What I said about ambition and jealousy springing forth out of success with one’s ambition does not apply in Monideepa’s case. She deserves all the success that she has got and deserves more. Given the odds in her life, which I have been somewhat privy to, her achievement is praiseworthy. In this whole journey, from writerly frustration to success, I have never felt even a tiny tinge of jealousy or nurtured a speck of ill-will toward her. I am sure she will achieve more success with many books that she plans to write.

I don’t have much experience in reading or reviewing literature for children in English (except for the classics that I read in school, from Panchtantra to Aesope’s fables and Arabian Nights and so on). I didn’t know how to start this review (I hate false starts) so I thought a note on our literary friendship would be an apt beginning.

Also, the topic of ambition and ill-will seems pertinent in the discussion of her first novel, Riddle of the Seventh Stone. Rishabh the rat, the novel’s protagonist, magically metamorphoses into a human form and enters the realm of Indian childhood. In this new world, he has a similarly transformed spider companion Shashee, and human friends, Deepak and Leela and their grandparents. While Rishabh grapples with tough geometry lessons in school, he grows up to like the new world and solve its problems; he is also given the ambition to become a doctor. The character of an Indian child without acquiring an ambition would be like a fable without a moral lesson—a universally important element of literature for children or young adults.

The ill-will part, the menace in the story, comes from a property developer, the Shark, who, just like one of the thieves in Home Alone, has glinting titanium teeth. Monideepa sets up the conflict early on in the story. The Shark wants to takeover the shop of Deepak and Leela’s grandfather, Venkat, and turn it into a shopping mall. What follows, in terms of a plot, is a thriller-like account of how Rishabh thwarts the plans of the bad guy, and at the end of the tale, emerges as a winner. He discovers a treasure but his real prize is more than that, which comes with a moral lesson for all the characters in the novel.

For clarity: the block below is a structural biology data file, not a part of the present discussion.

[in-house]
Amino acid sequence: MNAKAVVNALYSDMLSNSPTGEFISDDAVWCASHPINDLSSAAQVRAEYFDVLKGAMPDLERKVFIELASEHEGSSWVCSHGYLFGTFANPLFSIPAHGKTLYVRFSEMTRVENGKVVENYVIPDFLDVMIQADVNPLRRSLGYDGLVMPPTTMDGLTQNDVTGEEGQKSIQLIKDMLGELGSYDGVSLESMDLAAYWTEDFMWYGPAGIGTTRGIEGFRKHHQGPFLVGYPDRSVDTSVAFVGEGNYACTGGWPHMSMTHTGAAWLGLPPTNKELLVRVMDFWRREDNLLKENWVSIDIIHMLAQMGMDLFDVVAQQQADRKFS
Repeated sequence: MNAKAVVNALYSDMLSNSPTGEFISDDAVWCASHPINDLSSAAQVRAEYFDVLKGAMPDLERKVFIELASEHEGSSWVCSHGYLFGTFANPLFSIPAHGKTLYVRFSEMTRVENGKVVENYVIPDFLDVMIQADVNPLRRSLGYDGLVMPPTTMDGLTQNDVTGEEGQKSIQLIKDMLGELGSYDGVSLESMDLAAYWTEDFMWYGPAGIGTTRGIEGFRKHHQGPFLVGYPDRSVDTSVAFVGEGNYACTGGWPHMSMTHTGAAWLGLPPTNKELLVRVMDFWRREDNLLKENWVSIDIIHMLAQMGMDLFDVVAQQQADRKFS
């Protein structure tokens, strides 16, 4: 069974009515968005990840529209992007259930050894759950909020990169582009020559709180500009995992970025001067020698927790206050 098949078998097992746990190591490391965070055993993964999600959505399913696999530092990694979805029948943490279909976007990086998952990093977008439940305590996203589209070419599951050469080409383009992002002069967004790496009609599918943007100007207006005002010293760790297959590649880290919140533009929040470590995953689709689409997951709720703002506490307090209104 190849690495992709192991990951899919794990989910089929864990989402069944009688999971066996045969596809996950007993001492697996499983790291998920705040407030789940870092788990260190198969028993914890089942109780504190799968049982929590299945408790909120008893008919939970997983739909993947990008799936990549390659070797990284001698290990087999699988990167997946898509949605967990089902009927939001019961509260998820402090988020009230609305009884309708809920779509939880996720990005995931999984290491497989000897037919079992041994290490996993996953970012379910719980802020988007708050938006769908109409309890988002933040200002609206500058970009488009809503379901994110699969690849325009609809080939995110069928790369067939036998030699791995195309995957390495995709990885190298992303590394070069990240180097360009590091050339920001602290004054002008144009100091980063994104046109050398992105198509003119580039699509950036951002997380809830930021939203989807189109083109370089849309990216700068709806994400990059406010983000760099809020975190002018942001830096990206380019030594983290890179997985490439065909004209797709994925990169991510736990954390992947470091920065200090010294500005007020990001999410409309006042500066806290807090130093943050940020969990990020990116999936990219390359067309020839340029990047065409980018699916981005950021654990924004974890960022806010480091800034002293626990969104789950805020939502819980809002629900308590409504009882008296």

Apart from its fascinating storyline and moral lessons (important achievements never come easily to anyone; We mustn’t allow sorrow and disappointment to darken our world, and so on), what drew me into the novel is Monideepa’s language. The narrator’s voice is adult-like, with a sharp eye for detail, and a playful display of a facility for describing tastes and senses (a gang of crickets playing Mozart’s symphonies, stale rotis stiffer than shoe uppers; dustbins overflowing with gourmet delights, and so on).

Monideepa evokes the city of Bangalore and its history and geography with a deceptive ease. But what I loved most in the novel is her use of metaphors and similes in the story which often comes from the point of a view of a vermin (a voice sweet as a carrot halwa, a girl’s eyes has been described as a pair of lovely burnt frying pans). She also shows interesting parallels between the human and the vermin world by using imaginative devices such as V-Mail (for Vermin Mail) and WWW (Wonderful Wide Web). What fun!

Monideepa’s first venture into the world of vermins and humans is a delightful read. If I as an adult couldn’t put down the novel, I am sure children and young adults would find it a most fascinating read.

Riddle of the Seventh Stone, by Monideepa Sahu, Delhi: Young Zubaan, 2010. The book can be ordered online from Flipkart, Indiaplaza, and Crossword within India.